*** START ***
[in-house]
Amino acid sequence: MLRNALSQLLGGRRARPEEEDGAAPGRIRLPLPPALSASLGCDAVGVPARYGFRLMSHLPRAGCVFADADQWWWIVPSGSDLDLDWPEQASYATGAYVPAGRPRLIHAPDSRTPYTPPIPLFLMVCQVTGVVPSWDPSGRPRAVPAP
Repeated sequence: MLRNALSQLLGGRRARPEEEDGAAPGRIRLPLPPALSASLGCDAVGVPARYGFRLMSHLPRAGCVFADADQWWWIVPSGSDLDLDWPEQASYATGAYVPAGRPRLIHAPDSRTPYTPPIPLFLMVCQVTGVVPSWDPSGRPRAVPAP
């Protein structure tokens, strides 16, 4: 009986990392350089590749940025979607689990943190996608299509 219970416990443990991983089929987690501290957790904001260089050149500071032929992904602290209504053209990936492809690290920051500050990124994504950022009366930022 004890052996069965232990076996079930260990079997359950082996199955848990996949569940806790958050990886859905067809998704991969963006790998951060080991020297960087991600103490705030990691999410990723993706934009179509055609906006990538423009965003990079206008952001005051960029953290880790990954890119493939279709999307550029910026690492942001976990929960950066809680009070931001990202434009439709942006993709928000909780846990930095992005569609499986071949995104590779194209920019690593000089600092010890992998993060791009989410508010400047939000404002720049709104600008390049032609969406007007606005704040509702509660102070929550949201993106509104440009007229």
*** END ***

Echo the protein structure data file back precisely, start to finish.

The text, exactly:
[in-house]
Amino acid sequence: MLRNALSQLLGGRRARPEEEDGAAPGRIRLPLPPALSASLGCDAVGVPARYGFRLMSHLPRAGCVFADADQWWWIVPSGSDLDLDWPEQASYATGAYVPAGRPRLIHAPDSRTPYTPPIPLFLMVCQVTGVVPSWDPSGRPRAVPAP
Repeated sequence: MLRNALSQLLGGRRARPEEEDGAAPGRIRLPLPPALSASLGCDAVGVPARYGFRLMSHLPRAGCVFADADQWWWIVPSGSDLDLDWPEQASYATGAYVPAGRPRLIHAPDSRTPYTPPIPLFLMVCQVTGVVPSWDPSGRPRAVPAP
């Protein structure tokens, strides 16, 4: 009986990392350089590749940025979607689990943190996608299509 219970416990443990991983089929987690501290957790904001260089050149500071032929992904602290209504053209990936492809690290920051500050990124994504950022009366930022 004890052996069965232990076996079930260990079997359950082996199955848990996949569940806790958050990886859905067809998704991969963006790998951060080991020297960087991600103490705030990691999410990723993706934009179509055609906006990538423009965003990079206008952001005051960029953290880790990954890119493939279709999307550029910026690492942001976990929960950066809680009070931001990202434009439709942006993709928000909780846990930095992005569609499986071949995104590779194209920019690593000089600092010890992998993060791009989410508010400047939000404002720049709104600008390049032609969406007007606005704040509702509660102070929550949201993106509104440009007229």